The concept here is oddball - it concerns the true story of a Welshman who travelled to America to discover a tribe of Welsh ex pats. Yet in Gruff Rhys's hands it never comes across as pretentious or wilfully difficult. Instead we get another album of his gorgeous psychedelic pop and that big thick voice of his known more famously as the mouth noise of Super Furry Animals.
Vinyl LP £17.31 TS008LP
LP and CD on Turnstile.
CD £11.99 TS008
CD on Turnstile.
Super Furry Animal Gruff Rhys unveils his latest epic project this week, of which this album is only a part. 'American Interior' is not only an album, but also a documentary film, a book and a phone app, documenting a recent US tour-cum-history-expedition in which Rhys retraced the steps of an historical relative named John Evans (1770-1799) who travelled to America on a futile search for a rumoured tribe of Welsh-speaking Native Americans (no really!), in the process creating a map of the Missouri river which would later be used in the Lewis-Clark Expedition.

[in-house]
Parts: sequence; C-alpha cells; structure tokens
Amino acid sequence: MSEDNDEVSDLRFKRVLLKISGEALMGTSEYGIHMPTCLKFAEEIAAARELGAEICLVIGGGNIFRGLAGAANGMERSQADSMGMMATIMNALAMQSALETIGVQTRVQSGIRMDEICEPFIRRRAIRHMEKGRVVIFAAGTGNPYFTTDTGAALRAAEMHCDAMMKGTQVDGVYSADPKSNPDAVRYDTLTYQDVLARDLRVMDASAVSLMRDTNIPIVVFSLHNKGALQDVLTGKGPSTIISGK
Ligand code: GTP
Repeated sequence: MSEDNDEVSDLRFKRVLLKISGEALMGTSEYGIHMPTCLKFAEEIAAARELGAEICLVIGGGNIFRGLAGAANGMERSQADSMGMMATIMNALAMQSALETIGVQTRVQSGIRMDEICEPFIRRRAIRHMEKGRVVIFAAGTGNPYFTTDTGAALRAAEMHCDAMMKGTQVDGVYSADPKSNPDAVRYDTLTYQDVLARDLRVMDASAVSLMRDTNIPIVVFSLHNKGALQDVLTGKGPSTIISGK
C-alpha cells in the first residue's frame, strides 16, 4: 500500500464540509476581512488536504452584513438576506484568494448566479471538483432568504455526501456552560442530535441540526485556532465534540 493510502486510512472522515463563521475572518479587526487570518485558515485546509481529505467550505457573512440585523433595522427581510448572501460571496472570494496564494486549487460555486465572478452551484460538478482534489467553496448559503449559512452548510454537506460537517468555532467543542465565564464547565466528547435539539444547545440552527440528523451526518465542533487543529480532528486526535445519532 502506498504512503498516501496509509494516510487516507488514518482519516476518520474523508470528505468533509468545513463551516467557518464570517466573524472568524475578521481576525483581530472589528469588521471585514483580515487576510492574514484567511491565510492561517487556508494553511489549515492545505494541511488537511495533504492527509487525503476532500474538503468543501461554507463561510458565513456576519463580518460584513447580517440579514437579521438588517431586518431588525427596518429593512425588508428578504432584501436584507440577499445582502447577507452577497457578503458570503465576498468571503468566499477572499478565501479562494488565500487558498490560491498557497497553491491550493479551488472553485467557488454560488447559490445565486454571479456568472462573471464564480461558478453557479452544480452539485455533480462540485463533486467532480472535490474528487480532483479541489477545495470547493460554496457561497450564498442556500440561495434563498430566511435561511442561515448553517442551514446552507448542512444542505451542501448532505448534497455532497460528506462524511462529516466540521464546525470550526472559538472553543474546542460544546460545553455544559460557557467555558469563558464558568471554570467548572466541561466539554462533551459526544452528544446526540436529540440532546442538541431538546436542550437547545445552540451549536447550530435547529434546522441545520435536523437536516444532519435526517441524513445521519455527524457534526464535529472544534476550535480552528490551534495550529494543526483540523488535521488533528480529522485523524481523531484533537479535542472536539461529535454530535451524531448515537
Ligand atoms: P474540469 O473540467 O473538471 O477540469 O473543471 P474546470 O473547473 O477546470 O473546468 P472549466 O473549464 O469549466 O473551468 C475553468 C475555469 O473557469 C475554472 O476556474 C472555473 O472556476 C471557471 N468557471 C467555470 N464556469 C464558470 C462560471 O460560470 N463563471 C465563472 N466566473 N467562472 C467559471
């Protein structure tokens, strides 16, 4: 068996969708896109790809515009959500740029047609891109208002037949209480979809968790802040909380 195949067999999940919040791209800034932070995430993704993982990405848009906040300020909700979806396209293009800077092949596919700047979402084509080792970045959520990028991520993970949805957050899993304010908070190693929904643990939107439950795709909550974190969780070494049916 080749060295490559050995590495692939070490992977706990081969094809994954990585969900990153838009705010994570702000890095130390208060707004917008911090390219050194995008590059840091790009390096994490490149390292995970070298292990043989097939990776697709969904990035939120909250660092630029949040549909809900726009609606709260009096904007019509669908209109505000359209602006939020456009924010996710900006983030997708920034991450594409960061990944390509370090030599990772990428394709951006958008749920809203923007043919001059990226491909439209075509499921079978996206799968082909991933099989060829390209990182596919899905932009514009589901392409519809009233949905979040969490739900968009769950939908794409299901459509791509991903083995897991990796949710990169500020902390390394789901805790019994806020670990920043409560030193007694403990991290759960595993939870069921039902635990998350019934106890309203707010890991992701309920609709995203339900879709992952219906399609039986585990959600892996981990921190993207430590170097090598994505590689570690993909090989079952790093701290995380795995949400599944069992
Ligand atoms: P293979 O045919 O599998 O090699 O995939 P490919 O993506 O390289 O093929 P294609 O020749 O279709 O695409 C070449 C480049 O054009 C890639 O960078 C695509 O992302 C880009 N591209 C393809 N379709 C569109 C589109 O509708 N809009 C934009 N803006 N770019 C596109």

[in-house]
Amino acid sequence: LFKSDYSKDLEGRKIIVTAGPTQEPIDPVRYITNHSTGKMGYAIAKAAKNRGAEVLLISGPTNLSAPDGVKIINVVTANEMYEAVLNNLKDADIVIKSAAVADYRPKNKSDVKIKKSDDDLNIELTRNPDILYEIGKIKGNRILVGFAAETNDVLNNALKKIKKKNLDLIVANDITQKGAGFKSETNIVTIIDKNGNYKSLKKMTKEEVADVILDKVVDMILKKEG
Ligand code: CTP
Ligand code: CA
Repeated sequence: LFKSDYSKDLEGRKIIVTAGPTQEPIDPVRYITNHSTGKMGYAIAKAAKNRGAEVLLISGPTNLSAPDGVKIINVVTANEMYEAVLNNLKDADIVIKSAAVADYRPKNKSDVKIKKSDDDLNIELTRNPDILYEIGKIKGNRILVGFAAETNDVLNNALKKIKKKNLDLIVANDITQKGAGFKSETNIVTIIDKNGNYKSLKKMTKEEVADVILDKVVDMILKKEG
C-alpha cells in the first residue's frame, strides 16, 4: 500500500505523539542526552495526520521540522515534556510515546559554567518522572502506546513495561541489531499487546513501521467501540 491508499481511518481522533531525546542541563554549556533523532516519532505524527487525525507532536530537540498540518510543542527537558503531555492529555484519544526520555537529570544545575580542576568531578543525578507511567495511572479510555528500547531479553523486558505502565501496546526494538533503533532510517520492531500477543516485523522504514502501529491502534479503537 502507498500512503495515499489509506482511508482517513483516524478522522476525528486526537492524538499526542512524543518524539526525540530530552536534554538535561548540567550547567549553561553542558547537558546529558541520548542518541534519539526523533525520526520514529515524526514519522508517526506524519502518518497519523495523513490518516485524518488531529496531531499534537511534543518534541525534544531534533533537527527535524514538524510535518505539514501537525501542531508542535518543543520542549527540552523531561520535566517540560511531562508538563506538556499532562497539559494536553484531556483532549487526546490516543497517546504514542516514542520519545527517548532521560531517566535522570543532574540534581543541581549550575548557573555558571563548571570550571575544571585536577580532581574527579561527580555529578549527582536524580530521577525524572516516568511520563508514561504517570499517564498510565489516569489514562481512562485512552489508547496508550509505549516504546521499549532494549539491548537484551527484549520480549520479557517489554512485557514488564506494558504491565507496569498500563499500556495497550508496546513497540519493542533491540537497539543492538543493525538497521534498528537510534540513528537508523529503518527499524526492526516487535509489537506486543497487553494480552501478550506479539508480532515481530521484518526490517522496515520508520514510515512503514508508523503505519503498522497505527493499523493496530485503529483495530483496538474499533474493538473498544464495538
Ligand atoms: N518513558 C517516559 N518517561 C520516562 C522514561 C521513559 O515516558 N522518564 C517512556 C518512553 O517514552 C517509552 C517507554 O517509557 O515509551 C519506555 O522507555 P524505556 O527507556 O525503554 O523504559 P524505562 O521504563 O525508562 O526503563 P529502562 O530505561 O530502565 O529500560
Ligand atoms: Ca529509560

Some of the material here was recorded in Omaha whilst on his travels, with Rhys heading to Bristol to finish things off with an impressive crowd of buddies including the usual Y Niwl lads, Andy Votel, Chris Walmsley and various others. What results is an excellent collection of slinky psychedelic indie pop. The title track has a hook that'll get stuck in your head for ages, and I'm particularly liking the weird blurred funk grooves of Welsh-language track 'Allweddellau Allweddol' with its weird electronic boings, woozy vocal samples and cheeky flashes of wah guitar.
The concept is always present but never self-indulgent, and musically these are still tightly written pop songs full of nice guitar and keyboard sounds and Gruff's distinctive breathy croon, sometimes more electronic elements than I was expecting. I like this a lot actually, does this guy even know how to make a bad record?
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- American Interior by Gruff Rhys
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